Harrison County supervisors want better oversight at the fledgling county fair and Monday they voted to hire an overseer to report to them.
“My suggestion is that we, the Board of Supervisors, hire someone to help us,” said Supervisor Marlin Ladner, who said the county doesn’t know exactly how much the fair cost taxpayers. He estimated the county spent at least $50,000 on donations of money to fair, for salaries of county employees who worked there and in-kind donations. “Somebody who knows this stuff.”
Carrie Cole, the new president of the all-volunteer Fair Association that planned and carried out last year’s fair, said it would be giving the county a check for $11,829 and would donate $1,000 to the Boy Scouts and $1,000 to the Saucier youth sports, which had all its equipment stolen from its ballfields last year. She said after making those payments the association would have more than $19,000 in “seed money” for this year’s fair.
“You had individual vendors there,” said Ladner. “Those people made money. I don’t know how much money they made. We don’t know how much money they made.”
Ladner said a person with expertise in running events could help the county make sure they were charging vendors a price that was both fair to the vendors and to taxpayers, who subsidized part of the cost of the fair. The fair used the Harrison County Farm on County Farm road and county employees provided security and other services.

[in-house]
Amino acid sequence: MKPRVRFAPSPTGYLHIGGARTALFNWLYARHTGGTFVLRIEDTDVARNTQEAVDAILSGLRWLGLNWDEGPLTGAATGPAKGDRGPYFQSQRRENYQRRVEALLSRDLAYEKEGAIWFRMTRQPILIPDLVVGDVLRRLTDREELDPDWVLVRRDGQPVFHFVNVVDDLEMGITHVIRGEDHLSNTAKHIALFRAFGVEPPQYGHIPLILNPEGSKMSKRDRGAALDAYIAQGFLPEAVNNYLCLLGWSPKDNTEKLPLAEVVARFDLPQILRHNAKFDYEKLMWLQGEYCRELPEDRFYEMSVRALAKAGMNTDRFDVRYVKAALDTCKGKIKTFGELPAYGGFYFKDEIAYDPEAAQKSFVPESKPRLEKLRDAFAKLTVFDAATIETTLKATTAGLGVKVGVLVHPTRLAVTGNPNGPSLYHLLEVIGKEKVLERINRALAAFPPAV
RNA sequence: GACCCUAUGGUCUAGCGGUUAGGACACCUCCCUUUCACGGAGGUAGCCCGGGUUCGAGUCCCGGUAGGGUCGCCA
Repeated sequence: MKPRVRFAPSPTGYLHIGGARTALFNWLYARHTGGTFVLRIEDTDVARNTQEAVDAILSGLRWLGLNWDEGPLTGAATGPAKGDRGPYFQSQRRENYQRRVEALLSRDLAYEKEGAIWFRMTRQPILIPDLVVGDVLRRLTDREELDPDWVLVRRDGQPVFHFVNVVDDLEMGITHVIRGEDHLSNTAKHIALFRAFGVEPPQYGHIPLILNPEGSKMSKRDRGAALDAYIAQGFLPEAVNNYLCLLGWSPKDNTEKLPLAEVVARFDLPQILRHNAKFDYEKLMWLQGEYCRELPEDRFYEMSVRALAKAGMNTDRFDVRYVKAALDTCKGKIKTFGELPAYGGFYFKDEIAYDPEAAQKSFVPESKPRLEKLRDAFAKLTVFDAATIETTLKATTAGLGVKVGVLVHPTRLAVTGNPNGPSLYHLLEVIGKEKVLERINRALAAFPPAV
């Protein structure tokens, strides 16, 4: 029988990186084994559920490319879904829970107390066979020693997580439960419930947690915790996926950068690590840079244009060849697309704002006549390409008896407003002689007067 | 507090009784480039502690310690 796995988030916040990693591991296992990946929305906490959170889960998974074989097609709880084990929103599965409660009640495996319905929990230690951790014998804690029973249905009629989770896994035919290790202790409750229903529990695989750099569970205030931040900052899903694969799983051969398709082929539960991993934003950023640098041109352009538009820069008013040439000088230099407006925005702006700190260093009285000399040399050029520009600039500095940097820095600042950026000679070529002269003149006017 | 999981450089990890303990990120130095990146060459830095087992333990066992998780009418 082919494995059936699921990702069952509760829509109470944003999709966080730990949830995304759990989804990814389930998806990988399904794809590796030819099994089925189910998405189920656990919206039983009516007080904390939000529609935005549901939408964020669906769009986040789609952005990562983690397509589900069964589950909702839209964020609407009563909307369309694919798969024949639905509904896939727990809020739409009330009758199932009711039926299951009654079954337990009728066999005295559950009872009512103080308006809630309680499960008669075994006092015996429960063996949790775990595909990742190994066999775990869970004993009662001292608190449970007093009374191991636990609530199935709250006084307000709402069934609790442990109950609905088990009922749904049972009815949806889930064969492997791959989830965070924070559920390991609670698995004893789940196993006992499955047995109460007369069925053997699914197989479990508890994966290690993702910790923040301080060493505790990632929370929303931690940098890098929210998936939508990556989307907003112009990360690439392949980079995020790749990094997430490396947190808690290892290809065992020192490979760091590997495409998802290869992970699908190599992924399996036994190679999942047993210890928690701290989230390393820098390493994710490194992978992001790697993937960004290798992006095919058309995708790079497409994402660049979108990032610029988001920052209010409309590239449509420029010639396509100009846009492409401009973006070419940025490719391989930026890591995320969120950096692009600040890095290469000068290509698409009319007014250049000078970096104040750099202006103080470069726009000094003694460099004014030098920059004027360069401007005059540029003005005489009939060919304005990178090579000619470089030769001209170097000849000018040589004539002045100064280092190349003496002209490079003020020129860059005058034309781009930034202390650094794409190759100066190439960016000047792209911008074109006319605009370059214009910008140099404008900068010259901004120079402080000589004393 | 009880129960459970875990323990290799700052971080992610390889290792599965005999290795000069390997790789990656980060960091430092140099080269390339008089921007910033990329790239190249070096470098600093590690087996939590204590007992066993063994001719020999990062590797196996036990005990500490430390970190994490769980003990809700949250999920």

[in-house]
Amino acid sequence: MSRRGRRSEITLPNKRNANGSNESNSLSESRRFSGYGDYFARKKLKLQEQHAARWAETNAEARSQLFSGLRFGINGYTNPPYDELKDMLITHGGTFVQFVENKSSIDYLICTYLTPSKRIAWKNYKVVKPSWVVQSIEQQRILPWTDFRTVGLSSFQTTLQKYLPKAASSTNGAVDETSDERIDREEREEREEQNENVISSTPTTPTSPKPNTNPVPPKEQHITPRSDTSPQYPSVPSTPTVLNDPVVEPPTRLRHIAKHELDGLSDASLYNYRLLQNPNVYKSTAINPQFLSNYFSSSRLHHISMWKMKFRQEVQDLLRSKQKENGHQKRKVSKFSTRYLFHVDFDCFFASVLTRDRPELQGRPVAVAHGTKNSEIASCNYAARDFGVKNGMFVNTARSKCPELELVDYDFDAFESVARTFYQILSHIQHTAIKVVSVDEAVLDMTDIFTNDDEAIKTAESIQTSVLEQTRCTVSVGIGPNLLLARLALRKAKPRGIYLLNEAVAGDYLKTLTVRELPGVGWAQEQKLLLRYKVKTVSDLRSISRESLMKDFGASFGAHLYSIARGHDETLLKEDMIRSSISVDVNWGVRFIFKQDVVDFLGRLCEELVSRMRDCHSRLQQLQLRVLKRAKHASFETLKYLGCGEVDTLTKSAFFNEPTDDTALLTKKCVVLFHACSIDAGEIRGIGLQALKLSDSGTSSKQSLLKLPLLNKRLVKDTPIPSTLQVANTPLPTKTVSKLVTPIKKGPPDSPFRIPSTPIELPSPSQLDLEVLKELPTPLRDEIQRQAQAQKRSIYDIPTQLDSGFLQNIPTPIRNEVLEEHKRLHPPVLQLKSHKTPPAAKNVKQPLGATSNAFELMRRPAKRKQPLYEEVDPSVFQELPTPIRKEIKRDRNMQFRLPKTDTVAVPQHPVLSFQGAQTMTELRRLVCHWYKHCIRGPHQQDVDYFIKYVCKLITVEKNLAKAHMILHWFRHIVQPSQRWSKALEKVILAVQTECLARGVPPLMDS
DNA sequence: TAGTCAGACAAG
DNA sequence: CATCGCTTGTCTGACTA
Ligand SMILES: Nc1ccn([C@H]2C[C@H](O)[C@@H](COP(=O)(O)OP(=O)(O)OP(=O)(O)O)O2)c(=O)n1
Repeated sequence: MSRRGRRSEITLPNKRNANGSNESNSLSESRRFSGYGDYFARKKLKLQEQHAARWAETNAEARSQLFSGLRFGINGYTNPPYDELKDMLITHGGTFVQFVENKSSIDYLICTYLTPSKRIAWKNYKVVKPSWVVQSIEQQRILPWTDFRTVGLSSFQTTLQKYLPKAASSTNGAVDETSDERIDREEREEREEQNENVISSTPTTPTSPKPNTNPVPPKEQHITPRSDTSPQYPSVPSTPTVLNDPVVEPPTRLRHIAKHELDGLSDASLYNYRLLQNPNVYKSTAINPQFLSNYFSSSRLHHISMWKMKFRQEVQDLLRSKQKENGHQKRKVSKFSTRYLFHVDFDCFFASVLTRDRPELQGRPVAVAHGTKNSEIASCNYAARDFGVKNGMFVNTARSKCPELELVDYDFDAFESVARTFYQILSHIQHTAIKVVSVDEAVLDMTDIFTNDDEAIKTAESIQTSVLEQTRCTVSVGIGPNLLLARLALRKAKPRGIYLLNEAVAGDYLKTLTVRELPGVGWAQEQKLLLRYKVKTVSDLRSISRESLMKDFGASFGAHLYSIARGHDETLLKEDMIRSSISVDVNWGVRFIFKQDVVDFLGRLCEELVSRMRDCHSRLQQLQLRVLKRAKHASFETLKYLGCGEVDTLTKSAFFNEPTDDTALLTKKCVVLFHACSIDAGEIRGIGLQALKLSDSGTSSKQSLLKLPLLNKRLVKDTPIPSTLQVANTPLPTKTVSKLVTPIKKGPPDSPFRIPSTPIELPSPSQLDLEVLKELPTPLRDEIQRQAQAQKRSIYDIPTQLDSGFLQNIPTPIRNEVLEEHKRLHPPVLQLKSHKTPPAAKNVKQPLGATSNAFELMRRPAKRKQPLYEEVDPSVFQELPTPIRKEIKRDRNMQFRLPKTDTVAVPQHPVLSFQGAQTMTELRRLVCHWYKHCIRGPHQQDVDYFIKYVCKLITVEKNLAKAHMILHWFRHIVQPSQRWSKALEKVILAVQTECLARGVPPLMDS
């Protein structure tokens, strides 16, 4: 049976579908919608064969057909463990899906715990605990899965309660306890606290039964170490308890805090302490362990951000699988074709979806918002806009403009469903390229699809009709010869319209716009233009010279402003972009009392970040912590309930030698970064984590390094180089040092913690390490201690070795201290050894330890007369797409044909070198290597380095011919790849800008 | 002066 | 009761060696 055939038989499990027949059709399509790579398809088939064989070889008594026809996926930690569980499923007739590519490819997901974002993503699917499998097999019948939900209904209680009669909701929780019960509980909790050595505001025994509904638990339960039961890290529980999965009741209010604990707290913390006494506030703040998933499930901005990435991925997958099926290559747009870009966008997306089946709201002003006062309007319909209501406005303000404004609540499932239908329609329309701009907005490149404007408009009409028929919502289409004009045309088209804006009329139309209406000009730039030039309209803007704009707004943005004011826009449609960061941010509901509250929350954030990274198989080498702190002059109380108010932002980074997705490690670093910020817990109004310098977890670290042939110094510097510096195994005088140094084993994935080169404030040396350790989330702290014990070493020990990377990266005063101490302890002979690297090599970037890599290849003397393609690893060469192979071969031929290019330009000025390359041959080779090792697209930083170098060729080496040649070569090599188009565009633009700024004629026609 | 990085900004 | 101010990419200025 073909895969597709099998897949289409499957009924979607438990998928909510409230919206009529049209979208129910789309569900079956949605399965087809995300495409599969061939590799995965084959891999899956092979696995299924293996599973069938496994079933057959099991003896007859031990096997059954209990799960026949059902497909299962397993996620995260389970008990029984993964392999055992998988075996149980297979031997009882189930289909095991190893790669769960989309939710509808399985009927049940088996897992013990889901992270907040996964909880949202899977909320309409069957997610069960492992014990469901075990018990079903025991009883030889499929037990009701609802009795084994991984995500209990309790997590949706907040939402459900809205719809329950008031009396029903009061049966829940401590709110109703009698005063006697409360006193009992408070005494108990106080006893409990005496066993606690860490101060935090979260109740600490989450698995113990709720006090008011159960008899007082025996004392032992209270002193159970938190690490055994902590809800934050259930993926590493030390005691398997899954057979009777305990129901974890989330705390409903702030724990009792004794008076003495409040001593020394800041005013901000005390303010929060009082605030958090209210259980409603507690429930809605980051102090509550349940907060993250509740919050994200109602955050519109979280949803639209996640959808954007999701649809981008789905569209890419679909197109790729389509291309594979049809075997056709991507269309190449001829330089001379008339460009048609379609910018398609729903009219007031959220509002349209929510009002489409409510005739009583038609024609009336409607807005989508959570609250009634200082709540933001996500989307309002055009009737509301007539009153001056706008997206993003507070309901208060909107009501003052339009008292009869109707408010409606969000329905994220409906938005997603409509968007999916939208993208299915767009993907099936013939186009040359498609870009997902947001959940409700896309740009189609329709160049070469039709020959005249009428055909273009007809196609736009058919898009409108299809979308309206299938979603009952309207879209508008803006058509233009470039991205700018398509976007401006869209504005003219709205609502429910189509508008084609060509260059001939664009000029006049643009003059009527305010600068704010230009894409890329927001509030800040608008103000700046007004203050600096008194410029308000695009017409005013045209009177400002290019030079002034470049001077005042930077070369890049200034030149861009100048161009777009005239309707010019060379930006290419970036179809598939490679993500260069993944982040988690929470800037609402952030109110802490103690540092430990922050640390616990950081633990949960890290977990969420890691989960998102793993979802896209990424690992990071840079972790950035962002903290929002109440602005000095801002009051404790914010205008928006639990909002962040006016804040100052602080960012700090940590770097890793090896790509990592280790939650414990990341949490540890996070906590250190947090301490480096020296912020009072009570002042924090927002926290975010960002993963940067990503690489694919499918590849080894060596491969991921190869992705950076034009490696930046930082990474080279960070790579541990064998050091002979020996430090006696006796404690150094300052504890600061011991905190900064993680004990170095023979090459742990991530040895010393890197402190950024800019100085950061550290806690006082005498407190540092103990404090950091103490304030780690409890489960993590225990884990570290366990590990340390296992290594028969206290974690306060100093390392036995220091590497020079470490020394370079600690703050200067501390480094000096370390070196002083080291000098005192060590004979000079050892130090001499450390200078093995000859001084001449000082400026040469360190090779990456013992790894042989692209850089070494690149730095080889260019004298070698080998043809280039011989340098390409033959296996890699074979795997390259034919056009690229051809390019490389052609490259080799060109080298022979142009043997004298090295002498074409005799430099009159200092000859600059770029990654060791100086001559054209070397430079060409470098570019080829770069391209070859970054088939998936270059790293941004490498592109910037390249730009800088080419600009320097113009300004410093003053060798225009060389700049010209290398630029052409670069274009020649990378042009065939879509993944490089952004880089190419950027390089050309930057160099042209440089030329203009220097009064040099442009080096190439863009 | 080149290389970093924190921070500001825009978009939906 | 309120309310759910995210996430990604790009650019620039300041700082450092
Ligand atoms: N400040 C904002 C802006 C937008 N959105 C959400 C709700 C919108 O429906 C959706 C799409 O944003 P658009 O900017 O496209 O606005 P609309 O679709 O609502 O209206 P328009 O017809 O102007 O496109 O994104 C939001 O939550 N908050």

“We need to be prudent,” he said. “The taxpayer as best as I can tell took about a $30,000 or $35,000 loss. We need to know how much money is going through there and what those vendors are making.
“You had 55,000 people go to the fair. I don’t know what those people spent, what the vendors got out of it.”
The success of the fair exceeded expectations and as did expenses.
“We didn’t anticipate the county having any expenses last year,” said board attorney Tim Holleman. “It got bigger than we thought it would be.”
Cole said they initially had planned for about 8,000 fairgoers. She said they expect more than 80,000 this year at the Sept. 6-10 fair.
“That’s a lot of money,” said Ladner. “Should the county consider getting some percentage from those vendors?”
That, he said, is something the person they agreed to hire should be able to answer.